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Find the smallest positive integer which can be written as the sum of the squares of two positive integers in two different ways.

I took extremely long to solve this

I got

$50= 7^2 + 1^2 $

$50= 5^2 + 5 ^2 $

I did it with the trial and error method.

I'm just curious if this came out during my exams, is there a quicker way to find the answer?

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  • $\begingroup$ It is the variant of so called "Taxicab numbers", for better known 3rd and 4th power's variant an algorithm is described in Nikolaus Wirth's book Algorithmen und Datenstrukturen from 1975. $\endgroup$
    – z100
    Commented Jun 20, 2016 at 14:50
  • $\begingroup$ See oeis.org/A007692 and mathworld.wolfram.com/SumofSquaresFunction.html. $\endgroup$
    – lhf
    Commented Jun 20, 2016 at 15:50

3 Answers 3

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Consider the equation $x^2+y^2=z^2+w^2=N.$

This is equivalent to: $x^2-z^2=w^2-y^2=D.$

and we need $D$ to have at least two different factorizations with the factors having the same parity. One approach is thus to find the smallest values of $D$ which satisfy this property. Another approach is to find parametric solutions.

Let $(x-z)=ab$ and $(x+z)=cd$ with $(w-y)=ac$ and $(w+y)=bd$,

which gives the parametric solution: $\dfrac{1}{2}(ab+cd,bd-ac,cd-ab,ac+bd)$. We have $N=\dfrac{1}{4}(a^2b^2+c^2d^2+b^2d^2+a^2c^2)$.

Now from the fact that $cd-ab$ and $bd-ac$ are distinct positive integers, we can see that no three of $a,b,c,d$ can be the same.

Thus, the lexicographically smallest value for the tuple $(a,b,c,d)$ is $(1,1,2,3)$, which gives the solution $(7,1,5,5)$ and $N=50$. Once we have this solution, it is easily checked that other tuples of $a,b,c,d$ give larger values of $N$.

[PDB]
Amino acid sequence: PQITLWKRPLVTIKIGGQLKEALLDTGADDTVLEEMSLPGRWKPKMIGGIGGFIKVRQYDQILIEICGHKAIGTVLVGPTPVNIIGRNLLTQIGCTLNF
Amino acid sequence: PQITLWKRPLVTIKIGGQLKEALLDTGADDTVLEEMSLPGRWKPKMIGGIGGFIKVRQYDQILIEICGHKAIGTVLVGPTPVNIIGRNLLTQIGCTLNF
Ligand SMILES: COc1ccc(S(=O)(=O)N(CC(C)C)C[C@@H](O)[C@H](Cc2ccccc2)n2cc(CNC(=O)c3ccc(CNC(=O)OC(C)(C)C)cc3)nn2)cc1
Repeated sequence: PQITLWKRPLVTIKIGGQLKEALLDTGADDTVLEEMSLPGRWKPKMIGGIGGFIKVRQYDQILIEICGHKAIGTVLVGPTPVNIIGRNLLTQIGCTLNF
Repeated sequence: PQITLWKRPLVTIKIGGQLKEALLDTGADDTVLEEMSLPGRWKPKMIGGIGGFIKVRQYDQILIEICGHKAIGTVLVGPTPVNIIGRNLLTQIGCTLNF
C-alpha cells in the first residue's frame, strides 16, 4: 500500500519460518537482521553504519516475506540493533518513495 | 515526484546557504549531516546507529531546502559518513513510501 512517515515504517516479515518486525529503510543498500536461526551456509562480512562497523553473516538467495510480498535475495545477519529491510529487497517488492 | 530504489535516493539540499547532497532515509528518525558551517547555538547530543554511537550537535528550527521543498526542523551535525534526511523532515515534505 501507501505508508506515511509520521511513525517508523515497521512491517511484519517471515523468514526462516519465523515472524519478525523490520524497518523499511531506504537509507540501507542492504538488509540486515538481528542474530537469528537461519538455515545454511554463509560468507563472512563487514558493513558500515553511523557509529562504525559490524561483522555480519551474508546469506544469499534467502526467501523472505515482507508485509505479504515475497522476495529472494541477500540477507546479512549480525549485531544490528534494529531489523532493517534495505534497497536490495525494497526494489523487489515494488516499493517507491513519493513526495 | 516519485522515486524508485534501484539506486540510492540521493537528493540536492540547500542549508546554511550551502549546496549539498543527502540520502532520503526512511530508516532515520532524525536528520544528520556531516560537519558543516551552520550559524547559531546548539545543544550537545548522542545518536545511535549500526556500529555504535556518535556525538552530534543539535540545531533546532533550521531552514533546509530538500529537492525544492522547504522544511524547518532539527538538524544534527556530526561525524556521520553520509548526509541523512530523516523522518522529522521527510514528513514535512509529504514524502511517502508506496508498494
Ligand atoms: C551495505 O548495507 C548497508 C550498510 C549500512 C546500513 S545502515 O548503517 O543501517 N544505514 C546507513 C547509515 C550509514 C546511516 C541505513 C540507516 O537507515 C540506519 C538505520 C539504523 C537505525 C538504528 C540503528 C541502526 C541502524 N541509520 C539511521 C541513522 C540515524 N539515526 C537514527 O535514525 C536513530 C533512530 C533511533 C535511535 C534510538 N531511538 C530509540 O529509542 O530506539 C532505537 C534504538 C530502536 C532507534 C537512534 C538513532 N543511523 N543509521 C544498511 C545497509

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I do wonder why it took so long... I added all pairs from the first ten squares on a piece of scrap paper in a few minutes. Maybe that's a long time.

\begin{array}{c|c|c} && +1 & +4 & +9 & +16 & +25 & +36 & +49 & +64 & +81 & +100 \\ \hline 1 && 2 \\ \hline 4 && 5 & 8\\ \hline 9 && 10 & 13 & 18 \\ \hline 16 && 17 & 20 & 25 & 32 \\ \hline 25 && 26 & 29 & 34 & 41 & \color{red}{50} \\ \hline 36 && 37 & 40 & 45 & 52 & 61 & 72 \\ \hline 49 && \color{red}{50} & 53 & 58 & \color{blue}{65} & 74 & \color{magenta}{85} & 98 \\ \hline 64 && \color{blue}{65} & 68 & 73 & 80 & 89 & 100 & 113 & 128 \\ \hline 81 && 82 & \color{magenta}{85} & 90 & 97 & 106 & 117 & 130 & 145 & 162 \\ \hline 100 && 101 & 104 & 109 & 116 & 125 & 136 & 149 & 164 & 181 & 200 \\ \hline \end{array}

This also gives the first case when all the squares in question are distinct, at $65 = 8^2+1^2 = 7^2+4^2$

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If $p$ is a prime and $p \equiv 1 \bmod 4$, then $p=a^2+b^2$, for some $a,b \in \mathbb N$.

In this case, $2p^2$ has two representations: $p^2+p^2$ and $(a-b)^2+(a+b)^2$.

The second representation ones from $2p^2=|(1+i)(a+bi)^2|^2$.

So, the smallest solution is with $p=5$, for which $a=2$ and $b=1$ and $(a+bi)^2=3-4i$, which give $50=5^2+5^2=1^2+7^2$.

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